75We have defined a method //getMessage()// that calls our library to get the next message from !HeuristicLab and extract the parameters. You'll notice that here I have put the same text as before in the box "Expression" which is an intentional coincidence. Also notice that we need to check for invalid configurations, so if the value for the lower bound is greater than that for the upper bound I just swap them.
    7776
    7877==== Initial experiment setup ====
     
    8382}}}
    8483
    85 The number '''2112''' is important as it is the TCP port that our service will be listening on. This must be reachable by !HeuristicLab through a network connection (yes this means you can run !HeuristicLab on a different computer than your simulation model). You can of course choose another port (basically any number from 1 to 65535, but some numbers like 80 might be used by another application already).
     84The number '''2112''' is important as this will be the TCP port that our simulation model will be listening on. This must be reachable by !HeuristicLab through a network connection (yes this means you can run !HeuristicLab on a different computer than your simulation model). You can of course choose another port (basically any number from 1 to 65535, but some numbers like 80 might be used by another application already).
    8685
    8786==== Before each experiment run ====
     
    136135
    137136==== Client ====
    138 Click on the parameter called "Client" to which currently an `EvaluationServiceClient` is attached and you'll see another box with parameters. Among those is one called "Channel" which is currently null, meaning that it has no value defined. Click on Channel and then click on the pencil icon to give it a value. Choose the `EvaluationTCPChannel` by double clicking it in the emerging dialog. Now type the IP Address of the computer where the simulation will run ("127.0.0.1" in case it will be run on the same computer) and enter the port number (remember we chose "2112" above). Okay we're done with the client.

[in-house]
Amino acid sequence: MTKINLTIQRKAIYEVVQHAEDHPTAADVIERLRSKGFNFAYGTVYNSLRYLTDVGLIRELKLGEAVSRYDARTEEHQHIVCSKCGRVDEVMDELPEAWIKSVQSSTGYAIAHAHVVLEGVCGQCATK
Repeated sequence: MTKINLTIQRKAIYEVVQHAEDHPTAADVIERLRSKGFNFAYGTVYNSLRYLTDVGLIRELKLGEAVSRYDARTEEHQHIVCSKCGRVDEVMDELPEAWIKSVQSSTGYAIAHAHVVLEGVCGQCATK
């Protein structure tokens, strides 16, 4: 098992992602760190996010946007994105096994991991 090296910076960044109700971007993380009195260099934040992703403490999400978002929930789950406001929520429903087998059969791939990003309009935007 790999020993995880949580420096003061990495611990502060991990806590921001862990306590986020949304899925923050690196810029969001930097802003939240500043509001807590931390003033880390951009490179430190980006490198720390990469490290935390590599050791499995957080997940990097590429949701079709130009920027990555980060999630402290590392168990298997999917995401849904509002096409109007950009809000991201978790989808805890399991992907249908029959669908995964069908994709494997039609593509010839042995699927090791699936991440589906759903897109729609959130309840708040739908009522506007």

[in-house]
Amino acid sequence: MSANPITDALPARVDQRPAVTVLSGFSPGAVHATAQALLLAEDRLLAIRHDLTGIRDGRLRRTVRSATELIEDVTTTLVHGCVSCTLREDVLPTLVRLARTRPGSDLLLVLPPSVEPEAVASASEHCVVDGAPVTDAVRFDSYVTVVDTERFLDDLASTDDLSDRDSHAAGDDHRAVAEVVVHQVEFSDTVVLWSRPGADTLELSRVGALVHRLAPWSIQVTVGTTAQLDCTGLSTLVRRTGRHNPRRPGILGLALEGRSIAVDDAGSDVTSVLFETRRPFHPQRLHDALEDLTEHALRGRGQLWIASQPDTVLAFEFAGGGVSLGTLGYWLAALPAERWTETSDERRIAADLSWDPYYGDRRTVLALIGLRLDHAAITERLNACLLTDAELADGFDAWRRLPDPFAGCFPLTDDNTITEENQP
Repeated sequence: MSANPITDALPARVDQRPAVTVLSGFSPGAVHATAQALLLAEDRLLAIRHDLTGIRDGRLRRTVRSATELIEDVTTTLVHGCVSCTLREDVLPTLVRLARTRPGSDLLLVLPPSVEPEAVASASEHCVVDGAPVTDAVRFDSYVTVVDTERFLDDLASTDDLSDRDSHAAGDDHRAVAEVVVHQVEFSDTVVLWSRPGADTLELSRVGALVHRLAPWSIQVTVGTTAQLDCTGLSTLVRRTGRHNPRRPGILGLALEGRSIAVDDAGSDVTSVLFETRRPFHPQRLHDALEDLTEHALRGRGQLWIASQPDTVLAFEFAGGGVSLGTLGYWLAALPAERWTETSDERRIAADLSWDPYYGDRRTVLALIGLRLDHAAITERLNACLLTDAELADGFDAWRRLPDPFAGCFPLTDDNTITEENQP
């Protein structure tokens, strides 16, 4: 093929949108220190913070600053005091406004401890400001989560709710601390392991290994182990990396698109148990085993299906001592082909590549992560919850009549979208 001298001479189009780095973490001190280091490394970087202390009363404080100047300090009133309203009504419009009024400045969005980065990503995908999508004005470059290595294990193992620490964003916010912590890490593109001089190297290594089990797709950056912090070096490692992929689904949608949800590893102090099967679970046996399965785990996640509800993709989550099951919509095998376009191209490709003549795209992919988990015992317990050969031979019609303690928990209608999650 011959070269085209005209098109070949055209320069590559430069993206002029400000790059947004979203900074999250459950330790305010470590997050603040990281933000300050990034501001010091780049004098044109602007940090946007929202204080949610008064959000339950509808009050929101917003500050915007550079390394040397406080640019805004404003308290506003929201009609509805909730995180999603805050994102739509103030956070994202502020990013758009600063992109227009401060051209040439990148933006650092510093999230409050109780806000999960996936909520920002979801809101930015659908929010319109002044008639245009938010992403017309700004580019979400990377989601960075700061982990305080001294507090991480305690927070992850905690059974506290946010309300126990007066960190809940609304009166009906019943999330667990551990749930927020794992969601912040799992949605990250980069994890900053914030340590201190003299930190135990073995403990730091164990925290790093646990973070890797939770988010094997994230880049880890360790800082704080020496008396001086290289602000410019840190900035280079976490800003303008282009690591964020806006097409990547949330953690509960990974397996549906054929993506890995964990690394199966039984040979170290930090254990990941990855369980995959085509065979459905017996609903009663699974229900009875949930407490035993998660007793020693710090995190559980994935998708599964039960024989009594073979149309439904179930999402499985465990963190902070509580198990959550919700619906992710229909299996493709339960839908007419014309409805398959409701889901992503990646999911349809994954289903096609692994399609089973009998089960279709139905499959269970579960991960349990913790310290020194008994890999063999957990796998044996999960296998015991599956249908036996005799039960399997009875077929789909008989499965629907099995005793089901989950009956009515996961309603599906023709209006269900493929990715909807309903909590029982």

137Click on the parameter called "Clients" to see the list of clients. For each simulation model that participates in your experiment you have to add a client to this list. So this means you can optimize your parameters faster if you run the simulation on two separate computers (note however, that you need to use the "Parallel Engine" in your algorithm). Per default only one client is configured. Click on `EvaluationServiceClient` and you'll see another box with parameters. Among those is one called "Channel" which is currently null, meaning that it has no value defined. Click on Channel and then click on the pencil icon to give it a value. Choose the `EvaluationTCPChannel` by double clicking it in the emerging dialog. Now type the IP Address of the computer where the simulation will run ("127.0.0.1" in case it will be run on the same computer) and enter the port number (remember we chose "2112" above). Then we're done with the client.
    139138
    140139Next we'll configure the parameter Evaluator. Click on this parameter to get its list of parameters.